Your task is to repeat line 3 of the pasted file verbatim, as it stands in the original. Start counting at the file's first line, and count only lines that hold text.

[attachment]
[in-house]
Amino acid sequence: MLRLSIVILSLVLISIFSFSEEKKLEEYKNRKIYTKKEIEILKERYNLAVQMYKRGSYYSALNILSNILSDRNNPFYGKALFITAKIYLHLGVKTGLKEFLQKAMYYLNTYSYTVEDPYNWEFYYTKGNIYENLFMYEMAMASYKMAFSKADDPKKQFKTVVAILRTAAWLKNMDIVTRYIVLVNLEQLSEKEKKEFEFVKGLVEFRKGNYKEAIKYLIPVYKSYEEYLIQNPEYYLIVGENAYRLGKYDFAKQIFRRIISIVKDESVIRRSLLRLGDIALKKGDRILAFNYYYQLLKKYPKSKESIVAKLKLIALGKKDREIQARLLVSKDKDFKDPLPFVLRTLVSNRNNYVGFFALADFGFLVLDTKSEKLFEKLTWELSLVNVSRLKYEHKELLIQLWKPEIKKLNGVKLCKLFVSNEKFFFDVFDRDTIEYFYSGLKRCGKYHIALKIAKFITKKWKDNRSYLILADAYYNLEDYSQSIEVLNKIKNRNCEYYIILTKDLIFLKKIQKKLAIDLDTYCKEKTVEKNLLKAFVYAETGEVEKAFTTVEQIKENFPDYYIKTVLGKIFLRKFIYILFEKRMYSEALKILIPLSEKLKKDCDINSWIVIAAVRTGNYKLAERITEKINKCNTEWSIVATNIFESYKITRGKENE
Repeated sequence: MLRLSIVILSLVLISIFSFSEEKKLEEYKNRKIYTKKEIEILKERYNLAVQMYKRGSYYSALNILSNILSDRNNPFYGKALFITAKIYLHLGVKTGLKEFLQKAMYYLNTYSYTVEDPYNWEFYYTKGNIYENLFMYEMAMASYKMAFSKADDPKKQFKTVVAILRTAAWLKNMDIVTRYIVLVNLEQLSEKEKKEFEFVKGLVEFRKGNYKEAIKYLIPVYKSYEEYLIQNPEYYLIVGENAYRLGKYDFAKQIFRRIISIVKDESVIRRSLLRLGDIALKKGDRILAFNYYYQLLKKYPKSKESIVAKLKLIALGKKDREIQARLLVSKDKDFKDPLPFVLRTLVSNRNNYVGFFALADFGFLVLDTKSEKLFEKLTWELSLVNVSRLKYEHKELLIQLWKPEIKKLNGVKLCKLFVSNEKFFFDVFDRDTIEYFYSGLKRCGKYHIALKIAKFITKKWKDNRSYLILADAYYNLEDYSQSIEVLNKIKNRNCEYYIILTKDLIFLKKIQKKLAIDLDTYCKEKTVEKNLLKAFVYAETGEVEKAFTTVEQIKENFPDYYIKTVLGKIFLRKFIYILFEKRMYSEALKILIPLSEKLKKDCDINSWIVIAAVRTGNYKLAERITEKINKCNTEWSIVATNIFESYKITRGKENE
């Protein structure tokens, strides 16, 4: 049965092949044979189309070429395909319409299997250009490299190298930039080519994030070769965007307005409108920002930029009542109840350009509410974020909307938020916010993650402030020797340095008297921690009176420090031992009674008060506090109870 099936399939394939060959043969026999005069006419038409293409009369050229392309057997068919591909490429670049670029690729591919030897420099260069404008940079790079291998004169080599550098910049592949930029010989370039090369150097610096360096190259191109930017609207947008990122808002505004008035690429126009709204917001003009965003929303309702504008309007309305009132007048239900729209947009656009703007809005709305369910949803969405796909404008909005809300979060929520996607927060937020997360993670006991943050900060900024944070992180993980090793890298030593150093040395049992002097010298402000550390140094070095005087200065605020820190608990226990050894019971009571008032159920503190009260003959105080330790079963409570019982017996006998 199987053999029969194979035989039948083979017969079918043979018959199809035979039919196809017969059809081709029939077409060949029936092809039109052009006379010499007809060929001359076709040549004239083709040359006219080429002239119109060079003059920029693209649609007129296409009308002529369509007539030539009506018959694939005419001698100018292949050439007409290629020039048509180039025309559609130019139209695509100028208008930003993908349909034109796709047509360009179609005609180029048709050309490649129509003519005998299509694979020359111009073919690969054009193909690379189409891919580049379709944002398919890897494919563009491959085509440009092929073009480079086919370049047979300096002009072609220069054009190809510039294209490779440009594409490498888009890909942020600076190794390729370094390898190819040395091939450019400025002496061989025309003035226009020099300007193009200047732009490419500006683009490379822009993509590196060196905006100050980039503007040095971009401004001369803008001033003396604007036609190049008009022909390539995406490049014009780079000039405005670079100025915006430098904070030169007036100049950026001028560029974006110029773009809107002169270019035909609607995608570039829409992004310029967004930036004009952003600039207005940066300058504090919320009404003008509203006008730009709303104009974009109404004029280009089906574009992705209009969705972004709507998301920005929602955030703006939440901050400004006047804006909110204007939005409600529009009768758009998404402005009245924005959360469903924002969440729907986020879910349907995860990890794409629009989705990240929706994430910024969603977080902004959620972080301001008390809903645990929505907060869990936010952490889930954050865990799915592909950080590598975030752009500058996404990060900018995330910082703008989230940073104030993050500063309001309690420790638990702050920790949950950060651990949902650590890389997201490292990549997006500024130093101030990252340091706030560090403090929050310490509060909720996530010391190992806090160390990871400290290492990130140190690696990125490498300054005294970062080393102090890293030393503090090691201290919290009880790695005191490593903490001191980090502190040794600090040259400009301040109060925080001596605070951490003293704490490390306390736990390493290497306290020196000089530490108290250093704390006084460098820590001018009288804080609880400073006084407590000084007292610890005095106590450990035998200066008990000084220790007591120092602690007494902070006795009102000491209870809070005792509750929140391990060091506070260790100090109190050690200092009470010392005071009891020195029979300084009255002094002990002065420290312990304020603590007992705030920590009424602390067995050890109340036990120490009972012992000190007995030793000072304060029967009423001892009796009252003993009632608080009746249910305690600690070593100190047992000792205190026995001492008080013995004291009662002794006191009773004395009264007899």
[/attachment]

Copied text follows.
Repeated sequence: MLRLSIVILSLVLISIFSFSEEKKLEEYKNRKIYTKKEIEILKERYNLAVQMYKRGSYYSALNILSNILSDRNNPFYGKALFITAKIYLHLGVKTGLKEFLQKAMYYLNTYSYTVEDPYNWEFYYTKGNIYENLFMYEMAMASYKMAFSKADDPKKQFKTVVAILRTAAWLKNMDIVTRYIVLVNLEQLSEKEKKEFEFVKGLVEFRKGNYKEAIKYLIPVYKSYEEYLIQNPEYYLIVGENAYRLGKYDFAKQIFRRIISIVKDESVIRRSLLRLGDIALKKGDRILAFNYYYQLLKKYPKSKESIVAKLKLIALGKKDREIQARLLVSKDKDFKDPLPFVLRTLVSNRNNYVGFFALADFGFLVLDTKSEKLFEKLTWELSLVNVSRLKYEHKELLIQLWKPEIKKLNGVKLCKLFVSNEKFFFDVFDRDTIEYFYSGLKRCGKYHIALKIAKFITKKWKDNRSYLILADAYYNLEDYSQSIEVLNKIKNRNCEYYIILTKDLIFLKKIQKKLAIDLDTYCKEKTVEKNLLKAFVYAETGEVEKAFTTVEQIKENFPDYYIKTVLGKIFLRKFIYILFEKRMYSEALKILIPLSEKLKKDCDINSWIVIAAVRTGNYKLAERITEKINKCNTEWSIVATNIFESYKITRGKENE